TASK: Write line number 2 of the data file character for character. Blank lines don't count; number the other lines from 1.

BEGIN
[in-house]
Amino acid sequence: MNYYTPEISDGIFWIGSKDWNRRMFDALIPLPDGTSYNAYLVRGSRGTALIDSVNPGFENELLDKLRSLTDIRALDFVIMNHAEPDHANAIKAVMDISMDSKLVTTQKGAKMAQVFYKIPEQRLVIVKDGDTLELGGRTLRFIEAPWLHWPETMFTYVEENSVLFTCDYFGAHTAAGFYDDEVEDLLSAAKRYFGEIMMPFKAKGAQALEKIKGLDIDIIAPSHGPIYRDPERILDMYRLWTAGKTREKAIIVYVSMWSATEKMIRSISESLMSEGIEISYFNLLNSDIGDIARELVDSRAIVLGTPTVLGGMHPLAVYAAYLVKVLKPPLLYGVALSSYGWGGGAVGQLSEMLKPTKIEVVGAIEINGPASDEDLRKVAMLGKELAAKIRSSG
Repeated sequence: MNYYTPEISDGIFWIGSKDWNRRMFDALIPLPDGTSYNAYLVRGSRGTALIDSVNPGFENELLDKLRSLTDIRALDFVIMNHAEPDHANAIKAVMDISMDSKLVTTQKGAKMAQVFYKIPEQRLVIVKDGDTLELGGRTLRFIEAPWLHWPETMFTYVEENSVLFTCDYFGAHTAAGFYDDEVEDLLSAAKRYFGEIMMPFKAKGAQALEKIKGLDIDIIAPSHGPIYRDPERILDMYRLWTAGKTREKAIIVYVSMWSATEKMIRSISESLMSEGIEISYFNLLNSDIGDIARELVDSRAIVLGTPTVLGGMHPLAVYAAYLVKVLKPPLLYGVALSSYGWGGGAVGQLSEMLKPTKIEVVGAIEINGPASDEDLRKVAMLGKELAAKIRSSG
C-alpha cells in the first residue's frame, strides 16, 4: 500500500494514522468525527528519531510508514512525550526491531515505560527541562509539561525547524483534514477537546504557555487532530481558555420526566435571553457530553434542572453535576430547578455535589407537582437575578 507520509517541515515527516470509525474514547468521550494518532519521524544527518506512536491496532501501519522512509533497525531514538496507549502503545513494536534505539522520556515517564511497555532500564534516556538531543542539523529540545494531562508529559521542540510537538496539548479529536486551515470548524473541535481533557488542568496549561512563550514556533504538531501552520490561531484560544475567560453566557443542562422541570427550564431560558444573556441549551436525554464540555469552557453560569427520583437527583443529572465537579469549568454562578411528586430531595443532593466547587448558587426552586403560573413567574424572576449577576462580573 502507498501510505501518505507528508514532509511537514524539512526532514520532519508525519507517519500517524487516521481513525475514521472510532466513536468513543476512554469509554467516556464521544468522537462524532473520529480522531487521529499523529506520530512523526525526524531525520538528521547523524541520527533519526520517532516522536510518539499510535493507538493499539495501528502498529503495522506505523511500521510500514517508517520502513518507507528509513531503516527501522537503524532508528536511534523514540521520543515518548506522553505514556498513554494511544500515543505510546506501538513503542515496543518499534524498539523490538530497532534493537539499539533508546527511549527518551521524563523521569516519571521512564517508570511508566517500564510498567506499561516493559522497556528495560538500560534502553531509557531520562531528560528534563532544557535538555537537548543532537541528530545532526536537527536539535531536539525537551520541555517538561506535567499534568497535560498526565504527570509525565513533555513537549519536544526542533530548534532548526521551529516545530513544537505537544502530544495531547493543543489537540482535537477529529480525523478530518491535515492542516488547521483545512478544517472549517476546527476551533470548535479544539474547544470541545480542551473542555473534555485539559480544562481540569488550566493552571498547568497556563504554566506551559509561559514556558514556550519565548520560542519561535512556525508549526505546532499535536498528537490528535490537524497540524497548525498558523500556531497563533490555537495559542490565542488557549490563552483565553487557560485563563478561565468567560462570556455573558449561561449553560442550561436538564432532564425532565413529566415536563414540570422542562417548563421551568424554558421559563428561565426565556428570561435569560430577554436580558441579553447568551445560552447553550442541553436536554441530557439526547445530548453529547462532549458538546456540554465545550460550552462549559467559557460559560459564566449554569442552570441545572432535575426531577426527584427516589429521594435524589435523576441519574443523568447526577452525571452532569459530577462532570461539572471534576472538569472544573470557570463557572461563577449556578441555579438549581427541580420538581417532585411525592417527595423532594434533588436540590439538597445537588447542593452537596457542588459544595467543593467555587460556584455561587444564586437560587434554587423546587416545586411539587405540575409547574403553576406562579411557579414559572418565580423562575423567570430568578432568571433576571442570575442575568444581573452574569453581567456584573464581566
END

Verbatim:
Amino acid sequence: MNYYTPEISDGIFWIGSKDWNRRMFDALIPLPDGTSYNAYLVRGSRGTALIDSVNPGFENELLDKLRSLTDIRALDFVIMNHAEPDHANAIKAVMDISMDSKLVTTQKGAKMAQVFYKIPEQRLVIVKDGDTLELGGRTLRFIEAPWLHWPETMFTYVEENSVLFTCDYFGAHTAAGFYDDEVEDLLSAAKRYFGEIMMPFKAKGAQALEKIKGLDIDIIAPSHGPIYRDPERILDMYRLWTAGKTREKAIIVYVSMWSATEKMIRSISESLMSEGIEISYFNLLNSDIGDIARELVDSRAIVLGTPTVLGGMHPLAVYAAYLVKVLKPPLLYGVALSSYGWGGGAVGQLSEMLKPTKIEVVGAIEINGPASDEDLRKVAMLGKELAAKIRSSG